When Does Care Become Harm?

The mother in front of me works two jobs.  She is the sole caregiver for her two young boys.  Both of her jobs provide a substantial income.  She works very hard.

Both of her boys are struggling with some of their social emotional skills, but they are excelling in their academics. Mom has both boys engaged in their passions.  One plays hockey at a high level and the other is enrolled in soccer, math tutoring and music lessons.  Mom helps both boys with their homework, and electronic time is limited to after all their work is complete.

Mom’s children are her number one priority. A good amount of time and resources goes to her children. Mom’s response to her priorities is, “As long as my children are happy and as long as they are doing well in school, I’m happy.”

So what’s wrong with this picture?

Both boys receive enormous resources from mom – time, money, and care. In exchange, very little is expected of them.  Their household responsibilities are minimal – dirty clothes in the laundry hamper and dirty dishes in the sink.

Meanwhile, mom is exhausted.  She is 50 pounds overweight and has recently been diagnosed with high blood pressure.  Although her doctor has requested some significant lifestyle changes that include a clean diet and daily exercise, she has not been able to implement the changes. She has not yet sorted out her feelings of abandonment and betrayal brought on by the death of her marriage.

This isn’t a post about single parents.  I have seen the same imbalances take place in affluent two parent homes.

Children need love and connection, and they also need practice in contributing to a larger community.  That is one way social emotional skills get rehearsed.  Completing homework is great but it should not be the only requirement.  Children need to practice taking care of others.  If the flow of goods always moves in one direction, both parties become imbalanced.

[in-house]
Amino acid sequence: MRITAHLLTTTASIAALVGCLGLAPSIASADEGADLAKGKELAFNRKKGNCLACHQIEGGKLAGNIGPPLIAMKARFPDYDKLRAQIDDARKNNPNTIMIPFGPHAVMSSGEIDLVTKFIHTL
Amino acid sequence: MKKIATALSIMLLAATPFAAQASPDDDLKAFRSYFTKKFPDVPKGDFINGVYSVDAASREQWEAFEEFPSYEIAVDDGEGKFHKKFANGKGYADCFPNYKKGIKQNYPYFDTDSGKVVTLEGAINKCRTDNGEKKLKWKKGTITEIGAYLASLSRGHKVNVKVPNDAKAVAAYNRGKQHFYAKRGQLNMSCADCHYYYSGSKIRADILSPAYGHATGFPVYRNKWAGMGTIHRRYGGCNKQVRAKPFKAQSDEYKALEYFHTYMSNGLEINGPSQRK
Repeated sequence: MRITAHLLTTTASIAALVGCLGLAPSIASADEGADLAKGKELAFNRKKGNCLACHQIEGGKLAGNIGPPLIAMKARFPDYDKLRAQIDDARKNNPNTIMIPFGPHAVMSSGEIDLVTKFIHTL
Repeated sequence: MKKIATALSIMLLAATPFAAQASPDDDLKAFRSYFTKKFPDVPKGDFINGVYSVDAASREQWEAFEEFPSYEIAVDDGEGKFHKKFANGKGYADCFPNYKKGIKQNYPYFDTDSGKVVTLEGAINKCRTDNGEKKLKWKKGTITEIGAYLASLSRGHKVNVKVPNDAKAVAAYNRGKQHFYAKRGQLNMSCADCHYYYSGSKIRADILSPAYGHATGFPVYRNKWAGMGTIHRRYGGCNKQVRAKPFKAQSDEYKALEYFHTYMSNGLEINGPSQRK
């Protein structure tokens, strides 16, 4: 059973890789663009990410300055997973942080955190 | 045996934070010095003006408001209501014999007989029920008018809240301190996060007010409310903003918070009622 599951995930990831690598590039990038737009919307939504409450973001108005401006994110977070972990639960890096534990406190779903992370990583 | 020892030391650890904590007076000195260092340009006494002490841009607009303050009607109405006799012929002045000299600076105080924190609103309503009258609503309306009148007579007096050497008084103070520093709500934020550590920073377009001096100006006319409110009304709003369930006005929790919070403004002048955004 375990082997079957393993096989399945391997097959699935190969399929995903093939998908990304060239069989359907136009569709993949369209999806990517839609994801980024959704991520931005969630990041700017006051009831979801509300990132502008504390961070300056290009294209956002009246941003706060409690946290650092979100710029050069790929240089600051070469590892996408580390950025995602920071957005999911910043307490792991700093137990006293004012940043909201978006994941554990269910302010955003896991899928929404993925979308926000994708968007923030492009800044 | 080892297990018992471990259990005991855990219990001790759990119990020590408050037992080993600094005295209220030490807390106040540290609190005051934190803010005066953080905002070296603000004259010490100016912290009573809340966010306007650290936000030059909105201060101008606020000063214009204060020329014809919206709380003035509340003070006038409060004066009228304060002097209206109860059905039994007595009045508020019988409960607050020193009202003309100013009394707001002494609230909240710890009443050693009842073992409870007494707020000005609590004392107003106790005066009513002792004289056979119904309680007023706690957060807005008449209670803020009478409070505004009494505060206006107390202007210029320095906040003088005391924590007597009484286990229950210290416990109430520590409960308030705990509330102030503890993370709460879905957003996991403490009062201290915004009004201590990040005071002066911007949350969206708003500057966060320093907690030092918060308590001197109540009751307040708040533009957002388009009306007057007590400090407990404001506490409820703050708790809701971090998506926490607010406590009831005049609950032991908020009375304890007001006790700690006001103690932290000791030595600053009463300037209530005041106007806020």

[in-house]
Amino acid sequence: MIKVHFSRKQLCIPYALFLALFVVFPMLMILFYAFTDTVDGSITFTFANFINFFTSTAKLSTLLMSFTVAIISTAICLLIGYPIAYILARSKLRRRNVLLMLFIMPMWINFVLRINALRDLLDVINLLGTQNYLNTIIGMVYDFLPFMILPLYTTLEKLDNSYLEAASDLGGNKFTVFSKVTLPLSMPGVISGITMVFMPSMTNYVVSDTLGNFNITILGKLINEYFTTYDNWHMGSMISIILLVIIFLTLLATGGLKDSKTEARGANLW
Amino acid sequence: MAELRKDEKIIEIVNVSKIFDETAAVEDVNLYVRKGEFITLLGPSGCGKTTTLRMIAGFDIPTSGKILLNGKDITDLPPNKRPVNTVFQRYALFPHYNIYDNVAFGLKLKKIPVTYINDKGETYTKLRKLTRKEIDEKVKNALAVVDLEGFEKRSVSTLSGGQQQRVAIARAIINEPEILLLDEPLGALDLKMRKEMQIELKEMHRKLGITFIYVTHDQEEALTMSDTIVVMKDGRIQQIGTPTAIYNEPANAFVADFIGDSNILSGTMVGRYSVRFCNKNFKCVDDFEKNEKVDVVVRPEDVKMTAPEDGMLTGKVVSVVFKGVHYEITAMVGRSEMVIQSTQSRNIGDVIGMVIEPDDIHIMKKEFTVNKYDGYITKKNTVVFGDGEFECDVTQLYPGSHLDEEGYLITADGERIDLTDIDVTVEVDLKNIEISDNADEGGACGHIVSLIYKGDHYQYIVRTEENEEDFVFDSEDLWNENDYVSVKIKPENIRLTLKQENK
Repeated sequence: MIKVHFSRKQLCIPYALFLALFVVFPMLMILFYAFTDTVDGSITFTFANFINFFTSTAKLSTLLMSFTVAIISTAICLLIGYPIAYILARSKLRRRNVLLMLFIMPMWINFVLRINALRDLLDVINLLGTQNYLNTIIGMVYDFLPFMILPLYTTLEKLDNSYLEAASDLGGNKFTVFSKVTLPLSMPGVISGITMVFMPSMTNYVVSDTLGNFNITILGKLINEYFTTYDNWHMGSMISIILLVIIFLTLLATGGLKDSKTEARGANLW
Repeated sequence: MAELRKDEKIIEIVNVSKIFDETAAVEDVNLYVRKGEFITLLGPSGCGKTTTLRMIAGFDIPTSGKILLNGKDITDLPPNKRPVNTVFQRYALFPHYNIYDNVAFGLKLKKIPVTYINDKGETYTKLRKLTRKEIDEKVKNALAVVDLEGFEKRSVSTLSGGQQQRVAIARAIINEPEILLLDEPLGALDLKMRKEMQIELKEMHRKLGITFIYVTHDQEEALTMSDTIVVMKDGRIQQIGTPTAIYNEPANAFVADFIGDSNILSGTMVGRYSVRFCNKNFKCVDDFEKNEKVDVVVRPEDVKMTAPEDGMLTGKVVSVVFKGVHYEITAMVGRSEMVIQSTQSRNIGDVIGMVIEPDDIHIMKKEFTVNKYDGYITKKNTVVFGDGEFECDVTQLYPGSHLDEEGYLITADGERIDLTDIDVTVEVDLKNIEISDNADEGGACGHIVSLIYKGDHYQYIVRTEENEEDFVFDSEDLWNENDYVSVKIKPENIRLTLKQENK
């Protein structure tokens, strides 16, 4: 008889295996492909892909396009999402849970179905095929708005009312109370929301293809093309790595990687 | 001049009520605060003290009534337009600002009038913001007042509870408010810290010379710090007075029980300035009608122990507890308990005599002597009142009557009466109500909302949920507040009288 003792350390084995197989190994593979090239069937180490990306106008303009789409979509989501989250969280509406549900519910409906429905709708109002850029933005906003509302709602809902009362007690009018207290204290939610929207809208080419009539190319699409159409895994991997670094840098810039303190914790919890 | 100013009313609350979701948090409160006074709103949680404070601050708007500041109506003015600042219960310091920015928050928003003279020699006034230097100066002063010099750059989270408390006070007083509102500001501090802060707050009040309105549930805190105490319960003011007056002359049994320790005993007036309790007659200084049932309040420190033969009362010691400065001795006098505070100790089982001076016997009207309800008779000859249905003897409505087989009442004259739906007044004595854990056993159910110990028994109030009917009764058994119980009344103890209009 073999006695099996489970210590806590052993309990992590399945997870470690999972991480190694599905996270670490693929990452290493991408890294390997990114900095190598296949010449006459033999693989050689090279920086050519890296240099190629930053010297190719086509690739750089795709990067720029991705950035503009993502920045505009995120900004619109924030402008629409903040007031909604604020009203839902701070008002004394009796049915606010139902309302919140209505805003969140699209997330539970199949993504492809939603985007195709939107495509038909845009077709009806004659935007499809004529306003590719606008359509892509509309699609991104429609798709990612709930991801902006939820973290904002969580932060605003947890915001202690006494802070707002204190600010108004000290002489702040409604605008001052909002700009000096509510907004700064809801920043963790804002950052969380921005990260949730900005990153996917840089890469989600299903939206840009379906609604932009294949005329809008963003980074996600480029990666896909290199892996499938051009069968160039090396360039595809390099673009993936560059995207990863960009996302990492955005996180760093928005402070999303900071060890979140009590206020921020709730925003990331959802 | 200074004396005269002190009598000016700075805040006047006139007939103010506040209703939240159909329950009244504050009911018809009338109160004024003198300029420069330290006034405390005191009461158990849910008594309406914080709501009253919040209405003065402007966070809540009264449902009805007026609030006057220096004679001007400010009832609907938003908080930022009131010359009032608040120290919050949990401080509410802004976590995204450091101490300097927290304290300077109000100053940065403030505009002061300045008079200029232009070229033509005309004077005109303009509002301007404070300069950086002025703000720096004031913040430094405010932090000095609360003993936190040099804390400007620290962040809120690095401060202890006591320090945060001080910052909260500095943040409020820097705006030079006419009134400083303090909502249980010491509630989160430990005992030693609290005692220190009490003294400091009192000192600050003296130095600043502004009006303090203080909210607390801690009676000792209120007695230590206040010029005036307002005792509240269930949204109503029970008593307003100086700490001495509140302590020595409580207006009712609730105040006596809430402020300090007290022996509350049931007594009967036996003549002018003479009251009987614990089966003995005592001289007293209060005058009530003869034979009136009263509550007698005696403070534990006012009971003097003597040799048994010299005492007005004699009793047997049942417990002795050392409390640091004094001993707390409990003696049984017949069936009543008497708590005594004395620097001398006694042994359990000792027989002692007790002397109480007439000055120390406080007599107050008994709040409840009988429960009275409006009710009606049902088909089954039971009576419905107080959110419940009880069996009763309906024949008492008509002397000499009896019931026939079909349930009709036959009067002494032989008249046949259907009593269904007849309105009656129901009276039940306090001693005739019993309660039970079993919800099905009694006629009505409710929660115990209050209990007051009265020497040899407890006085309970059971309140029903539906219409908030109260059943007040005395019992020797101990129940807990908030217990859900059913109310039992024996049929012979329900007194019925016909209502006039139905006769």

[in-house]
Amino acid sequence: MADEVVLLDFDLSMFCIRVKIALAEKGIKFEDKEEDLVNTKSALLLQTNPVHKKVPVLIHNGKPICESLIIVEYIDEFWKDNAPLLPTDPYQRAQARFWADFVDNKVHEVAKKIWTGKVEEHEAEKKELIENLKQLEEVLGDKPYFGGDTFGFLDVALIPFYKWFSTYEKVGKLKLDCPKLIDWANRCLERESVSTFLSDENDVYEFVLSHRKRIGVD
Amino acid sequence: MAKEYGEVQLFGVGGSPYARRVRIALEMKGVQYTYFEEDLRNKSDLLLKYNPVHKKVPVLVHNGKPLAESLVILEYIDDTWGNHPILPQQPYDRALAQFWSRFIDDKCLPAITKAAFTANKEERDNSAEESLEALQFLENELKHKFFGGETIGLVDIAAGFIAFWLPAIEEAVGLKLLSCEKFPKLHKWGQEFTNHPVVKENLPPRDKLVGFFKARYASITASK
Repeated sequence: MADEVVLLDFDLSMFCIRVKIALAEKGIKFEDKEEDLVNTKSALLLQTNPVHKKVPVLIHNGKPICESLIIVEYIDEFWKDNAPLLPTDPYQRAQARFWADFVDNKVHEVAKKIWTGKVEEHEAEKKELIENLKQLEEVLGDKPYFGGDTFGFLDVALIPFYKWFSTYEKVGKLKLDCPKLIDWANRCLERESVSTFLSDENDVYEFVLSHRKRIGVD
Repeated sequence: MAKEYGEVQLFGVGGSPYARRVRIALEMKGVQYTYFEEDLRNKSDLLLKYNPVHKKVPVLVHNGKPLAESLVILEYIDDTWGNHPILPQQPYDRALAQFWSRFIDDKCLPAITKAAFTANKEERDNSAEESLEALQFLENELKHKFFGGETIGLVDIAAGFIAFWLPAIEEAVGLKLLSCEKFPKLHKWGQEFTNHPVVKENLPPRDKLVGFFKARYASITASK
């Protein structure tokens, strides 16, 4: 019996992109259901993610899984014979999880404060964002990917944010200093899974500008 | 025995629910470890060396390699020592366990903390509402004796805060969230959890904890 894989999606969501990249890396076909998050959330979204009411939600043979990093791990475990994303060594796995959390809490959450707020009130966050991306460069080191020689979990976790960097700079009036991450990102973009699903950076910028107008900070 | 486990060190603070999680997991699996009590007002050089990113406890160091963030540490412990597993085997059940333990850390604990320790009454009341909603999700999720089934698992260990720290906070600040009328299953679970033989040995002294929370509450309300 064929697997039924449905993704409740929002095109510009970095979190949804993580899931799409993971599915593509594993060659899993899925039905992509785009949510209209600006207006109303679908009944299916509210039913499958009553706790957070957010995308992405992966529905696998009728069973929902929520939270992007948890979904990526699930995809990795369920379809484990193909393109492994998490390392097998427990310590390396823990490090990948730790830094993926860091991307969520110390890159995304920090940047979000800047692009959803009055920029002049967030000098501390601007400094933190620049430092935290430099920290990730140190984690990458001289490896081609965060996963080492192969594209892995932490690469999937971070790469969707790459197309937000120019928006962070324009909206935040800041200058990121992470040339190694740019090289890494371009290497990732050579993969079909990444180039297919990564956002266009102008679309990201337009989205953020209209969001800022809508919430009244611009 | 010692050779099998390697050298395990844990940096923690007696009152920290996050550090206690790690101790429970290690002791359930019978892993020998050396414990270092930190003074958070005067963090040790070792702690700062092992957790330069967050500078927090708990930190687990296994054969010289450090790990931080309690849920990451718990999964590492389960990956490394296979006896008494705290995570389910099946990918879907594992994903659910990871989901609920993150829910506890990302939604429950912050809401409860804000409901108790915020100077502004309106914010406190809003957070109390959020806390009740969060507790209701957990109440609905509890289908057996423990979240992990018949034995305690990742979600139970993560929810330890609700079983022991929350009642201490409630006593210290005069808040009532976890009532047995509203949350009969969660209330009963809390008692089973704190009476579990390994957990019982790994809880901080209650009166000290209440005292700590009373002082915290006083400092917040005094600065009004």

Family resources – love, time and money – need to move back and forth. If the flow of resources is always set on give, you are likely taking care of your own fears.  The last thing you want is for your children to think that this radical imbalance is normal.  It is not normal.  Every ecosystem is designed to work in balance. When something is out of balance, a healthy ecosystem will work to correct the imbalance.

Teach all the relationships in your life to practice balance.  You are a vital part of your ecosystem.  You do not want your care to harm others.

Suggestions On Where To Start:
1. Publicly celebrate your birthdays.  Give your children some money ($10.00 is fine) and get them to buy you a gift or pamper you in some way.  Expect reciprocity. Expect your children to celebrate you.
2. Every member of the family should have responsibilities according to their capacity.  Give everyone daily and weekly tasks that are more than just taking care of personal needs.
3. Your body is a priority.  Do everything you can to take care of your body.  Children need to see adults in the daily practice of self care.
4. Acknowledge the contributions made towards helping the community.
5. Have family meetings that explore the question, “What can we do to take care of our home and each other?”  Make a plan, assign tasks and then get back to evaluate how it all went.
6. Get help and support.  Take time to explore the fear that resides in your unwillingness to allow your children the responsibility and practice of contributing to the home.